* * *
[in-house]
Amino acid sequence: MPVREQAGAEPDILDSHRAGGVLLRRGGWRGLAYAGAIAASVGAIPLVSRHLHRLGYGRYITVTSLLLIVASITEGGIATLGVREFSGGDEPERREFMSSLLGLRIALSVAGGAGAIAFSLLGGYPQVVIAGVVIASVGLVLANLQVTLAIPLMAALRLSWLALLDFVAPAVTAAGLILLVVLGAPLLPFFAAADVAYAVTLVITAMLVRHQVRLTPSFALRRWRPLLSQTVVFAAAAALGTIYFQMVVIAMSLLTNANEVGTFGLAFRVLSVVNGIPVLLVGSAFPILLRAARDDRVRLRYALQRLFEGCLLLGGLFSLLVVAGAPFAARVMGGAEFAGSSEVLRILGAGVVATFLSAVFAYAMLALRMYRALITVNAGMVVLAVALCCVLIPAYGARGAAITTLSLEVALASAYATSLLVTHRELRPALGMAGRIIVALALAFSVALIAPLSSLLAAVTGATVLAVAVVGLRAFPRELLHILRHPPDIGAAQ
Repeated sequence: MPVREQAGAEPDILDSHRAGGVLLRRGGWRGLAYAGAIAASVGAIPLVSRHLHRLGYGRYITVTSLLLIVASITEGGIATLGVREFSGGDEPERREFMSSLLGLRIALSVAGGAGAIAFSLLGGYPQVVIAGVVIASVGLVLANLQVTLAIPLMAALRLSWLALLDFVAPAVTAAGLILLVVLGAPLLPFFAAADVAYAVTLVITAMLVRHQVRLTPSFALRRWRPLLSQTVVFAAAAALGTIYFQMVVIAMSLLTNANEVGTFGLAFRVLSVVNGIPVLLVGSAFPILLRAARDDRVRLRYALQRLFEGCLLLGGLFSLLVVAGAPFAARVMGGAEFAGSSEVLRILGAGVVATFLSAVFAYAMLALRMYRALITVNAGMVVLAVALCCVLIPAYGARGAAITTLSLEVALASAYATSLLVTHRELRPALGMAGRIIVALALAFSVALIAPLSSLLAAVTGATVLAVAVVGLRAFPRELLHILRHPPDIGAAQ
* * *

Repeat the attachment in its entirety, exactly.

[in-house]
Amino acid sequence: MPVREQAGAEPDILDSHRAGGVLLRRGGWRGLAYAGAIAASVGAIPLVSRHLHRLGYGRYITVTSLLLIVASITEGGIATLGVREFSGGDEPERREFMSSLLGLRIALSVAGGAGAIAFSLLGGYPQVVIAGVVIASVGLVLANLQVTLAIPLMAALRLSWLALLDFVAPAVTAAGLILLVVLGAPLLPFFAAADVAYAVTLVITAMLVRHQVRLTPSFALRRWRPLLSQTVVFAAAAALGTIYFQMVVIAMSLLTNANEVGTFGLAFRVLSVVNGIPVLLVGSAFPILLRAARDDRVRLRYALQRLFEGCLLLGGLFSLLVVAGAPFAARVMGGAEFAGSSEVLRILGAGVVATFLSAVFAYAMLALRMYRALITVNAGMVVLAVALCCVLIPAYGARGAAITTLSLEVALASAYATSLLVTHRELRPALGMAGRIIVALALAFSVALIAPLSSLLAAVTGATVLAVAVVGLRAFPRELLHILRHPPDIGAAQ
Repeated sequence: MPVREQAGAEPDILDSHRAGGVLLRRGGWRGLAYAGAIAASVGAIPLVSRHLHRLGYGRYITVTSLLLIVASITEGGIATLGVREFSGGDEPERREFMSSLLGLRIALSVAGGAGAIAFSLLGGYPQVVIAGVVIASVGLVLANLQVTLAIPLMAALRLSWLALLDFVAPAVTAAGLILLVVLGAPLLPFFAAADVAYAVTLVITAMLVRHQVRLTPSFALRRWRPLLSQTVVFAAAAALGTIYFQMVVIAMSLLTNANEVGTFGLAFRVLSVVNGIPVLLVGSAFPILLRAARDDRVRLRYALQRLFEGCLLLGGLFSLLVVAGAPFAARVMGGAEFAGSSEVLRILGAGVVATFLSAVFAYAMLALRMYRALITVNAGMVVLAVALCCVLIPAYGARGAAITTLSLEVALASAYATSLLVTHRELRPALGMAGRIIVALALAFSVALIAPLSSLLAAVTGATVLAVAVVGLRAFPRELLHILRHPPDIGAAQ